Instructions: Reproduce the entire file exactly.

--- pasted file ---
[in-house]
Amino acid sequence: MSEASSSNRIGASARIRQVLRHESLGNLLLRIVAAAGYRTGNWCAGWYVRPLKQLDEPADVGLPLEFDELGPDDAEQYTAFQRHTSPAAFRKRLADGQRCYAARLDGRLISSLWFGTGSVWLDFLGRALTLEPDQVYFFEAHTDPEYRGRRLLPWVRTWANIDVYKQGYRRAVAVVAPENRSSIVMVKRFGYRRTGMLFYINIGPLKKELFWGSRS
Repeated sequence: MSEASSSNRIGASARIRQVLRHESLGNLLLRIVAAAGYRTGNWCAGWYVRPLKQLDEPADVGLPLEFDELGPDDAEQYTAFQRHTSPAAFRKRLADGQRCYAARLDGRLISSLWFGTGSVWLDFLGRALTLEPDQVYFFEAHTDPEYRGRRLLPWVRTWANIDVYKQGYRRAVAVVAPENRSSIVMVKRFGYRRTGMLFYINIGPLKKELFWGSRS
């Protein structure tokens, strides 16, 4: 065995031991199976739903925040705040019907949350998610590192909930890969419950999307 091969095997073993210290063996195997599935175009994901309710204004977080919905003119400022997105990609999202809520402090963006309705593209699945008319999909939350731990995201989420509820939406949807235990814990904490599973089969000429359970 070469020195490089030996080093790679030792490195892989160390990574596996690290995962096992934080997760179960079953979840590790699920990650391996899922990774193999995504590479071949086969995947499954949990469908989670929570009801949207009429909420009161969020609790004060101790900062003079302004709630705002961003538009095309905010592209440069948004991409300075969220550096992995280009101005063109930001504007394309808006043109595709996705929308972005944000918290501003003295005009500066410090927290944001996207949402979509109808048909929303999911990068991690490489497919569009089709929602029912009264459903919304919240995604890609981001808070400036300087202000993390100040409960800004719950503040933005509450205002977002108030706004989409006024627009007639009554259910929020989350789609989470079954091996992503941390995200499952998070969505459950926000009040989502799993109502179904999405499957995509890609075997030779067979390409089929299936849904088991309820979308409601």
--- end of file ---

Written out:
[in-house]
Amino acid sequence: MSEASSSNRIGASARIRQVLRHESLGNLLLRIVAAAGYRTGNWCAGWYVRPLKQLDEPADVGLPLEFDELGPDDAEQYTAFQRHTSPAAFRKRLADGQRCYAARLDGRLISSLWFGTGSVWLDFLGRALTLEPDQVYFFEAHTDPEYRGRRLLPWVRTWANIDVYKQGYRRAVAVVAPENRSSIVMVKRFGYRRTGMLFYINIGPLKKELFWGSRS
Repeated sequence: MSEASSSNRIGASARIRQVLRHESLGNLLLRIVAAAGYRTGNWCAGWYVRPLKQLDEPADVGLPLEFDELGPDDAEQYTAFQRHTSPAAFRKRLADGQRCYAARLDGRLISSLWFGTGSVWLDFLGRALTLEPDQVYFFEAHTDPEYRGRRLLPWVRTWANIDVYKQGYRRAVAVVAPENRSSIVMVKRFGYRRTGMLFYINIGPLKKELFWGSRS
């Protein structure tokens, strides 16, 4: 065995031991199976739903925040705040019907949350998610590192909930890969419950999307 091969095997073993210290063996195997599935175009994901309710204004977080919905003119400022997105990609999202809520402090963006309705593209699945008319999909939350731990995201989420509820939406949807235990814990904490599973089969000429359970 070469020195490089030996080093790679030792490195892989160390990574596996690290995962096992934080997760179960079953979840590790699920990650391996899922990774193999995504590479071949086969995947499954949990469908989670929570009801949207009429909420009161969020609790004060101790900062003079302004709630705002961003538009095309905010592209440069948004991409300075969220550096992995280009101005063109930001504007394309808006043109595709996705929308972005944000918290501003003295005009500066410090927290944001996207949402979509109808048909929303999911990068991690490489497919569009089709929602029912009264459903919304919240995604890609981001808070400036300087202000993390100040409960800004719950503040933005509450205002977002108030706004989409006024627009007639009554259910929020989350789609989470079954091996992503941390995200499952998070969505459950926000009040989502799993109502179904999405499957995509890609075997030779067979390409089929299936849904088991309820979308409601």